Packed with nuance and equal parts uplifting and thought-provoking Kaaka Muttai (The Crow’s Egg) is a game-changer for Indian cinema. Released in June this year, the Tamil film tells the story of two slum children and their quest to eat a slice of pizza. It is a tale of globalisation, poverty and resilience told with the utmost purity and soulfulness.

I live in Switzerland and have two kids. My son, while watching the film, asked me, “Appa, can we live in this place (referring to the slum where the film’s protagonists stay with their family)? They have everything – a dog, goats and everything.” I had no words. Here was a kid living in Switzerland aspiring to live a humbler life that contains not a trace of iPads or computer games. This is one half of the success of the film – it makes you question the consumerist ideals of society. The other success is that it makes you question your own choices and contributions to the world. I felt guilty as I thought about the fact that millions of children cannot afford simple pleasures such as pizza and that I never once thought of perhaps just getting them a slice.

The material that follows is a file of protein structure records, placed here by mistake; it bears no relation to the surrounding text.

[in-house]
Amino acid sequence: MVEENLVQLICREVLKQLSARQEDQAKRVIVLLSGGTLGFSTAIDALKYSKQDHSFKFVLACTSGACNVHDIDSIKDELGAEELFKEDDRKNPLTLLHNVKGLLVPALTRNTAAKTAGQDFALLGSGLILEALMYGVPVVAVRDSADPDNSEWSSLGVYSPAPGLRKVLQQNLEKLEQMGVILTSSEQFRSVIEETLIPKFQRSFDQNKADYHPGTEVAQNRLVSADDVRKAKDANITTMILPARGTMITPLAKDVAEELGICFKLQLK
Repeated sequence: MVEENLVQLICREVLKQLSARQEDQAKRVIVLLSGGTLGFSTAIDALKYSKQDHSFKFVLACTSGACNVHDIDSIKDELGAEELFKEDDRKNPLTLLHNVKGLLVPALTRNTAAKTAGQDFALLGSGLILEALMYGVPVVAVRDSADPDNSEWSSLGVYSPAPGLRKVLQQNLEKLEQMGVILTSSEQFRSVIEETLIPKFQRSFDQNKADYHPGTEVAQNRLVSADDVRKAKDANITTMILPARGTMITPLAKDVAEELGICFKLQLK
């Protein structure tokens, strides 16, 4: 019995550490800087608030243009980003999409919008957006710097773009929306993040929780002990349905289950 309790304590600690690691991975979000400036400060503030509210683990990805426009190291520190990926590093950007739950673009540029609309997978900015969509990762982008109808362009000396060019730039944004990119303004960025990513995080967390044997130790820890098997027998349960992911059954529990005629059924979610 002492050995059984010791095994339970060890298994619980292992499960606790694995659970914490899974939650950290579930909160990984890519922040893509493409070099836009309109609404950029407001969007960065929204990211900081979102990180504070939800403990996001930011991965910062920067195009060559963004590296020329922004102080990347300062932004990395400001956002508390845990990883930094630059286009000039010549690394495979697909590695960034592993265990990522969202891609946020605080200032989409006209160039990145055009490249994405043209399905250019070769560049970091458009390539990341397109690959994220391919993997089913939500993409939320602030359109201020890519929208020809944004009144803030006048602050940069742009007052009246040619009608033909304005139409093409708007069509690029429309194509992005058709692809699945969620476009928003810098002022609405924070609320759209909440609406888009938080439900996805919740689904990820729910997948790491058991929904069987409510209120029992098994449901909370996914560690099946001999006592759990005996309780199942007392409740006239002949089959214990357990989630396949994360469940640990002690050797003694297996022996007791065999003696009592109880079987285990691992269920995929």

“The film shows a world that looks dirty, yet is made beautiful by the people populating it.”

The film shows a world that looks dirty, yet is made beautiful by the people populating it. A plastic toy watch in a waste collection shop gives so much happiness to the lead character; the kids use a polythene bag to fetch water so that their grandmother can take a bath; a coke pet bottle is cut and used as a lamp shade – things that we take for granted are luxuries for these kids and their community.